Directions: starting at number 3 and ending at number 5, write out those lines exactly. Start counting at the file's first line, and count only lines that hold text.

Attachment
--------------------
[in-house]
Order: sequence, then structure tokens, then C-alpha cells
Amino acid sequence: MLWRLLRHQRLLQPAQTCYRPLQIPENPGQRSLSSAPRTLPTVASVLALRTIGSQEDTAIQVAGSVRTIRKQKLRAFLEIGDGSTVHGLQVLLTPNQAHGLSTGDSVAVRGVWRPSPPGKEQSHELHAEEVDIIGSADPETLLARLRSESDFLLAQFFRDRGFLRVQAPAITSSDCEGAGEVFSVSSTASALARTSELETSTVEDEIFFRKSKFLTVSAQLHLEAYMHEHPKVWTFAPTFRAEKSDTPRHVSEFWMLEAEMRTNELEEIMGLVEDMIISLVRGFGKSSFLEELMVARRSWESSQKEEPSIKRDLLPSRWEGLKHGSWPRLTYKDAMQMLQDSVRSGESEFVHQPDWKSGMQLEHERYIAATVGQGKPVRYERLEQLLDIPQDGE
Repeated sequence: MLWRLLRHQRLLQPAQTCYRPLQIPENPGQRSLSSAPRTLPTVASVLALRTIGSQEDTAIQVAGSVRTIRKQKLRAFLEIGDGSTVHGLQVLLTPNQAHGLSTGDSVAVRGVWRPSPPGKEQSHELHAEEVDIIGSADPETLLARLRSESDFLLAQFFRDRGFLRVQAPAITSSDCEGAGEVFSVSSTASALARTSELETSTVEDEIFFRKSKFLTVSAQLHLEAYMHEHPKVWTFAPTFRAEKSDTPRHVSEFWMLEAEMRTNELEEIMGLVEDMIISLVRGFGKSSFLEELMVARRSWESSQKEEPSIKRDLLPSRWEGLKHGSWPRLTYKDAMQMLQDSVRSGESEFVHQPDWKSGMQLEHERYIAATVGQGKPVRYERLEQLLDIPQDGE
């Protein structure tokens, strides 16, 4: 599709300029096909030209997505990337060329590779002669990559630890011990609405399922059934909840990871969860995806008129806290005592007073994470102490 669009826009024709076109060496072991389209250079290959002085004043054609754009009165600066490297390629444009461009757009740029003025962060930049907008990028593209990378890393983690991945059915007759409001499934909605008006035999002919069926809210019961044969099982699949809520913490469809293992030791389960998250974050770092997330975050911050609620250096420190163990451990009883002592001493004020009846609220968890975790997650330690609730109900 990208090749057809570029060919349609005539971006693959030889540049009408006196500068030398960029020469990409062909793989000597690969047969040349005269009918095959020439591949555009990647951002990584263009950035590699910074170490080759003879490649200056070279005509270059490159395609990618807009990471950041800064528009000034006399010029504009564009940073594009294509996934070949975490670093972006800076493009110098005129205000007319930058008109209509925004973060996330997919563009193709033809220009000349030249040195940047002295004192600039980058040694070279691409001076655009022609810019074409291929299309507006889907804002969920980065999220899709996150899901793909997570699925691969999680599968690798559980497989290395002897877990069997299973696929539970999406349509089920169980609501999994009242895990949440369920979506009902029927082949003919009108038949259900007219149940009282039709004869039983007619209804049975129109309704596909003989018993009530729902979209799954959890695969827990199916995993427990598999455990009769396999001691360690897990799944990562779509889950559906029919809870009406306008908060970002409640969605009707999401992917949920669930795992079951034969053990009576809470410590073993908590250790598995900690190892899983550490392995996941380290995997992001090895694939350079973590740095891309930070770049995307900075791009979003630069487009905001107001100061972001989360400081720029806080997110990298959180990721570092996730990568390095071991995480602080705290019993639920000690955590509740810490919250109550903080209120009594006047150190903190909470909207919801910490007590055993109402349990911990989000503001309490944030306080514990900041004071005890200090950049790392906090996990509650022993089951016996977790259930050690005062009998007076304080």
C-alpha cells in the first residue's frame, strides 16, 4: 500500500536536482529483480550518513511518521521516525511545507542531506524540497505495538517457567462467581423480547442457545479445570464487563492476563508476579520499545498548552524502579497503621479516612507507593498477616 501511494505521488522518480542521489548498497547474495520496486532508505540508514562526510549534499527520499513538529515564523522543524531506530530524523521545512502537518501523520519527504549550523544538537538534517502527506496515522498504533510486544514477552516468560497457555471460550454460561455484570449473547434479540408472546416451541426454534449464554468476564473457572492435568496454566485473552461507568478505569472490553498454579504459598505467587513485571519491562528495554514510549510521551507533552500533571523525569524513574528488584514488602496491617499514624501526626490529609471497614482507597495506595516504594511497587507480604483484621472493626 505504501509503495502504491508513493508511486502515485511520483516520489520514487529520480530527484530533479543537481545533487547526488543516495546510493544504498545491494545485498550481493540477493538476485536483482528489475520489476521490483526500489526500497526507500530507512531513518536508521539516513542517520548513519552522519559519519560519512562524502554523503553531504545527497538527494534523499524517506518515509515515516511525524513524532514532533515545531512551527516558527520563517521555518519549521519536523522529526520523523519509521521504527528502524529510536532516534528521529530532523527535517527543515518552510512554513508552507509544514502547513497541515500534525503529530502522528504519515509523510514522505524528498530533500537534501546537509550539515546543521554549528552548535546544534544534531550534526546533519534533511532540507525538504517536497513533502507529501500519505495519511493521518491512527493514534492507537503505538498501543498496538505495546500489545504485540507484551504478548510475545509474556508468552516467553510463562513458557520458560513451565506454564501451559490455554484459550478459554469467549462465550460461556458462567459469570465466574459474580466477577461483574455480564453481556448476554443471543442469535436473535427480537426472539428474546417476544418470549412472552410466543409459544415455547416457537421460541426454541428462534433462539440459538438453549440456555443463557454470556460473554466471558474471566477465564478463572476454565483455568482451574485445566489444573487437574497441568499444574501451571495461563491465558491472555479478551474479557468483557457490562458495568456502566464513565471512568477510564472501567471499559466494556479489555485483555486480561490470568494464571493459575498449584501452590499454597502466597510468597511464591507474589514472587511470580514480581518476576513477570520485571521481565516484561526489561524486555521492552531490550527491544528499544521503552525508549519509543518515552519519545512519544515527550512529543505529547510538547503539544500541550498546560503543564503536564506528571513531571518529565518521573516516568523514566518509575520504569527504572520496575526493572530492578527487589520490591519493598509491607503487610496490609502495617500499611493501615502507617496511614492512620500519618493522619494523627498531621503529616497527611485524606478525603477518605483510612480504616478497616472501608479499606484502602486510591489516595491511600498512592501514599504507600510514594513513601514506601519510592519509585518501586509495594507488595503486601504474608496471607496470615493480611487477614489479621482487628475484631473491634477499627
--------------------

Amino acid sequence: MLWRLLRHQRLLQPAQTCYRPLQIPENPGQRSLSSAPRTLPTVASVLALRTIGSQEDTAIQVAGSVRTIRKQKLRAFLEIGDGSTVHGLQVLLTPNQAHGLSTGDSVAVRGVWRPSPPGKEQSHELHAEEVDIIGSADPETLLARLRSESDFLLAQFFRDRGFLRVQAPAITSSDCEGAGEVFSVSSTASALARTSELETSTVEDEIFFRKSKFLTVSAQLHLEAYMHEHPKVWTFAPTFRAEKSDTPRHVSEFWMLEAEMRTNELEEIMGLVEDMIISLVRGFGKSSFLEELMVARRSWESSQKEEPSIKRDLLPSRWEGLKHGSWPRLTYKDAMQMLQDSVRSGESEFVHQPDWKSGMQLEHERYIAATVGQGKPVRYERLEQLLDIPQDGE
Repeated sequence: MLWRLLRHQRLLQPAQTCYRPLQIPENPGQRSLSSAPRTLPTVASVLALRTIGSQEDTAIQVAGSVRTIRKQKLRAFLEIGDGSTVHGLQVLLTPNQAHGLSTGDSVAVRGVWRPSPPGKEQSHELHAEEVDIIGSADPETLLARLRSESDFLLAQFFRDRGFLRVQAPAITSSDCEGAGEVFSVSSTASALARTSELETSTVEDEIFFRKSKFLTVSAQLHLEAYMHEHPKVWTFAPTFRAEKSDTPRHVSEFWMLEAEMRTNELEEIMGLVEDMIISLVRGFGKSSFLEELMVARRSWESSQKEEPSIKRDLLPSRWEGLKHGSWPRLTYKDAMQMLQDSVRSGESEFVHQPDWKSGMQLEHERYIAATVGQGKPVRYERLEQLLDIPQDGE
């Protein structure tokens, strides 16, 4: 599709300029096909030209997505990337060329590779002669990559630890011990609405399922059934909840990871969860995806008129806290005592007073994470102490 669009826009024709076109060496072991389209250079290959002085004043054609754009009165600066490297390629444009461009757009740029003025962060930049907008990028593209990378890393983690991945059915007759409001499934909605008006035999002919069926809210019961044969099982699949809520913490469809293992030791389960998250974050770092997330975050911050609620250096420190163990451990009883002592001493004020009846609220968890975790997650330690609730109900 990208090749057809570029060919349609005539971006693959030889540049009408006196500068030398960029020469990409062909793989000597690969047969040349005269009918095959020439591949555009990647951002990584263009950035590699910074170490080759003879490649200056070279005509270059490159395609990618807009990471950041800064528009000034006399010029504009564009940073594009294509996934070949975490670093972006800076493009110098005129205000007319930058008109209509925004973060996330997919563009193709033809220009000349030249040195940047002295004192600039980058040694070279691409001076655009022609810019074409291929299309507006889907804002969920980065999220899709996150899901793909997570699925691969999680599968690798559980497989290395002897877990069997299973696929539970999406349509089920169980609501999994009242895990949440369920979506009902029927082949003919009108038949259900007219149940009282039709004869039983007619209804049975129109309704596909003989018993009530729902979209799954959890695969827990199916995993427990598999455990009769396999001691360690897990799944990562779509889950559906029919809870009406306008908060970002409640969605009707999401992917949920669930795992079951034969053990009576809470410590073993908590250790598995900690190892899983550490392995996941380290995997992001090895694939350079973590740095891309930070770049995307900075791009979003630069487009905001107001100061972001989360400081720029806080997110990298959180990721570092996730990568390095071991995480602080705290019993639920000690955590509740810490919250109550903080209120009594006047150190903190909470909207919801910490007590055993109402349990911990989000503001309490944030306080514990900041004071005890200090950049790392906090996990509650022993089951016996977790259930050690005062009998007076304080």